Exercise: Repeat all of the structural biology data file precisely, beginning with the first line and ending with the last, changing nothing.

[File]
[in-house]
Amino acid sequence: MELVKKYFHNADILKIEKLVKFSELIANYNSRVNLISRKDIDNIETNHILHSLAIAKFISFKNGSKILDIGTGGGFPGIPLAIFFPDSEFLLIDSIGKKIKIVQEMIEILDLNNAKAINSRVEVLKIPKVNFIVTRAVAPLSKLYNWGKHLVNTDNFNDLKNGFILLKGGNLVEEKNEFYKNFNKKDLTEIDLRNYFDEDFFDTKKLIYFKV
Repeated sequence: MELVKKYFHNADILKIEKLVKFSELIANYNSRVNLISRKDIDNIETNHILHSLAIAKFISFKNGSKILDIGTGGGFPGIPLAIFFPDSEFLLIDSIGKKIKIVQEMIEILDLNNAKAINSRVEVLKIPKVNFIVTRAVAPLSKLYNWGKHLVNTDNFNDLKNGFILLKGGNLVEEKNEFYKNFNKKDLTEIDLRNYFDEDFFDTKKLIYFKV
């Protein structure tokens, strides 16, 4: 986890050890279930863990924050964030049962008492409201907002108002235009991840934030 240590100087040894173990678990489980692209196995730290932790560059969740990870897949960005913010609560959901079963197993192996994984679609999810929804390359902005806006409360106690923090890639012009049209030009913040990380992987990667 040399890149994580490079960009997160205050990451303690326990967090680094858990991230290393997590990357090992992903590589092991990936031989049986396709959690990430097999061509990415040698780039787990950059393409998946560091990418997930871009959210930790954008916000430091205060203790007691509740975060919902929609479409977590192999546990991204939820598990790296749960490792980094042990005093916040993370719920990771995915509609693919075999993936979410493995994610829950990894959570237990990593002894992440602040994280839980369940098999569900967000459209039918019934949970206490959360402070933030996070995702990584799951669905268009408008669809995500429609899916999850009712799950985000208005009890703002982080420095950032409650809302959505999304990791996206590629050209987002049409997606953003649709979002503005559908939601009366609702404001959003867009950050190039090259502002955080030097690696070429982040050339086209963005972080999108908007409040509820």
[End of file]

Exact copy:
[in-house]
Amino acid sequence: MELVKKYFHNADILKIEKLVKFSELIANYNSRVNLISRKDIDNIETNHILHSLAIAKFISFKNGSKILDIGTGGGFPGIPLAIFFPDSEFLLIDSIGKKIKIVQEMIEILDLNNAKAINSRVEVLKIPKVNFIVTRAVAPLSKLYNWGKHLVNTDNFNDLKNGFILLKGGNLVEEKNEFYKNFNKKDLTEIDLRNYFDEDFFDTKKLIYFKV
Repeated sequence: MELVKKYFHNADILKIEKLVKFSELIANYNSRVNLISRKDIDNIETNHILHSLAIAKFISFKNGSKILDIGTGGGFPGIPLAIFFPDSEFLLIDSIGKKIKIVQEMIEILDLNNAKAINSRVEVLKIPKVNFIVTRAVAPLSKLYNWGKHLVNTDNFNDLKNGFILLKGGNLVEEKNEFYKNFNKKDLTEIDLRNYFDEDFFDTKKLIYFKV
């Protein structure tokens, strides 16, 4: 986890050890279930863990924050964030049962008492409201907002108002235009991840934030 240590100087040894173990678990489980692209196995730290932790560059969740990870897949960005913010609560959901079963197993192996994984679609999810929804390359902005806006409360106690923090890639012009049209030009913040990380992987990667 040399890149994580490079960009997160205050990451303690326990967090680094858990991230290393997590990357090992992903590589092991990936031989049986396709959690990430097999061509990415040698780039787990950059393409998946560091990418997930871009959210930790954008916000430091205060203790007691509740975060919902929609479409977590192999546990991204939820598990790296749960490792980094042990005093916040993370719920990771995915509609693919075999993936979410493995994610829950990894959570237990990593002894992440602040994280839980369940098999569900967000459209039918019934949970206490959360402070933030996070995702990584799951669905268009408008669809995500429609899916999850009712799950985000208005009890703002982080420095950032409650809302959505999304990791996206590629050209987002049409997606953003649709979002503005559908939601009366609702404001959003867009950050190039090259502002955080030097690696070429982040050339086209963005972080999108908007409040509820």